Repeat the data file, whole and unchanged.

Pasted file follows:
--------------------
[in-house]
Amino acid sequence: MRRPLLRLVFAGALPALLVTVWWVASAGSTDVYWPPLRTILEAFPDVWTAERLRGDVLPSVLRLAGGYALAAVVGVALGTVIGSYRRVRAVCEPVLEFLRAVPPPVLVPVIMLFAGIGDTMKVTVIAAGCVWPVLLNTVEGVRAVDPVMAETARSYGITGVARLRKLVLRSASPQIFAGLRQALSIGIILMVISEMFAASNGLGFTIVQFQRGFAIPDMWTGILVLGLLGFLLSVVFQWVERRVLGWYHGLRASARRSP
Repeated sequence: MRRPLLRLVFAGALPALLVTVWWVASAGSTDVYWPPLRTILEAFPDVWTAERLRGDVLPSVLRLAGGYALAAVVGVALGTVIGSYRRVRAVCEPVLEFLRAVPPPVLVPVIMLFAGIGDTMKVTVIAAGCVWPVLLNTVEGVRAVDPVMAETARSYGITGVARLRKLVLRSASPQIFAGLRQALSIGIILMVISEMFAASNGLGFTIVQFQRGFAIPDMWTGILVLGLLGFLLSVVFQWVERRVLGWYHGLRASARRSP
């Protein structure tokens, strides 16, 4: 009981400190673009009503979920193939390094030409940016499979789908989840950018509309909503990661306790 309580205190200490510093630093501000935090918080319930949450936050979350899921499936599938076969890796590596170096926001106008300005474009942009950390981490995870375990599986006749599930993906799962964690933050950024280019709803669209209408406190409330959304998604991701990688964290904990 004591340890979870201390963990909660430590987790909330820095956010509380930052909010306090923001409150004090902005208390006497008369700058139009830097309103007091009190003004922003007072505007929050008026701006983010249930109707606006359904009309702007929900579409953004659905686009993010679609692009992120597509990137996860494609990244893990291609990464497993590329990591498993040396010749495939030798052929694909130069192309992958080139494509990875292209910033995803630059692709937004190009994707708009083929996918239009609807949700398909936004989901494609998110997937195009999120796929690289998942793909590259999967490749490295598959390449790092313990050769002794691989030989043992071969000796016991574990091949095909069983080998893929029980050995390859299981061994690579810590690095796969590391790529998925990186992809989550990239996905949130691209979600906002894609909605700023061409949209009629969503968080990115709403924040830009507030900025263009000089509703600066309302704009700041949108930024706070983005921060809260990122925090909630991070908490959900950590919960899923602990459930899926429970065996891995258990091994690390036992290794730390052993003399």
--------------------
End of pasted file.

[in-house]
Amino acid sequence: MRRPLLRLVFAGALPALLVTVWWVASAGSTDVYWPPLRTILEAFPDVWTAERLRGDVLPSVLRLAGGYALAAVVGVALGTVIGSYRRVRAVCEPVLEFLRAVPPPVLVPVIMLFAGIGDTMKVTVIAAGCVWPVLLNTVEGVRAVDPVMAETARSYGITGVARLRKLVLRSASPQIFAGLRQALSIGIILMVISEMFAASNGLGFTIVQFQRGFAIPDMWTGILVLGLLGFLLSVVFQWVERRVLGWYHGLRASARRSP
Repeated sequence: MRRPLLRLVFAGALPALLVTVWWVASAGSTDVYWPPLRTILEAFPDVWTAERLRGDVLPSVLRLAGGYALAAVVGVALGTVIGSYRRVRAVCEPVLEFLRAVPPPVLVPVIMLFAGIGDTMKVTVIAAGCVWPVLLNTVEGVRAVDPVMAETARSYGITGVARLRKLVLRSASPQIFAGLRQALSIGIILMVISEMFAASNGLGFTIVQFQRGFAIPDMWTGILVLGLLGFLLSVVFQWVERRVLGWYHGLRASARRSP
């Protein structure tokens, strides 16, 4: 009981400190673009009503979920193939390094030409940016499979789908989840950018509309909503990661306790 309580205190200490510093630093501000935090918080319930949450936050979350899921499936599938076969890796590596170096926001106008300005474009942009950390981490995870375990599986006749599930993906799962964690933050950024280019709803669209209408406190409330959304998604991701990688964290904990 004591340890979870201390963990909660430590987790909330820095956010509380930052909010306090923001409150004090902005208390006497008369700058139009830097309103007091009190003004922003007072505007929050008026701006983010249930109707606006359904009309702007929900579409953004659905686009993010679609692009992120597509990137996860494609990244893990291609990464497993590329990591498993040396010749495939030798052929694909130069192309992958080139494509990875292209910033995803630059692709937004190009994707708009083929996918239009609807949700398909936004989901494609998110997937195009999120796929690289998942793909590259999967490749490295598959390449790092313990050769002794691989030989043992071969000796016991574990091949095909069983080998893929029980050995390859299981061994690579810590690095796969590391790529998925990186992809989550990239996905949130691209979600906002894609909605700023061409949209009629969503968080990115709403924040830009507030900025263009000089509703600066309302704009700041949108930024706070983005921060809260990122925090909630991070908490959900950590919960899923602990459930899926429970065996891995258990091994690390036992290794730390052993003399």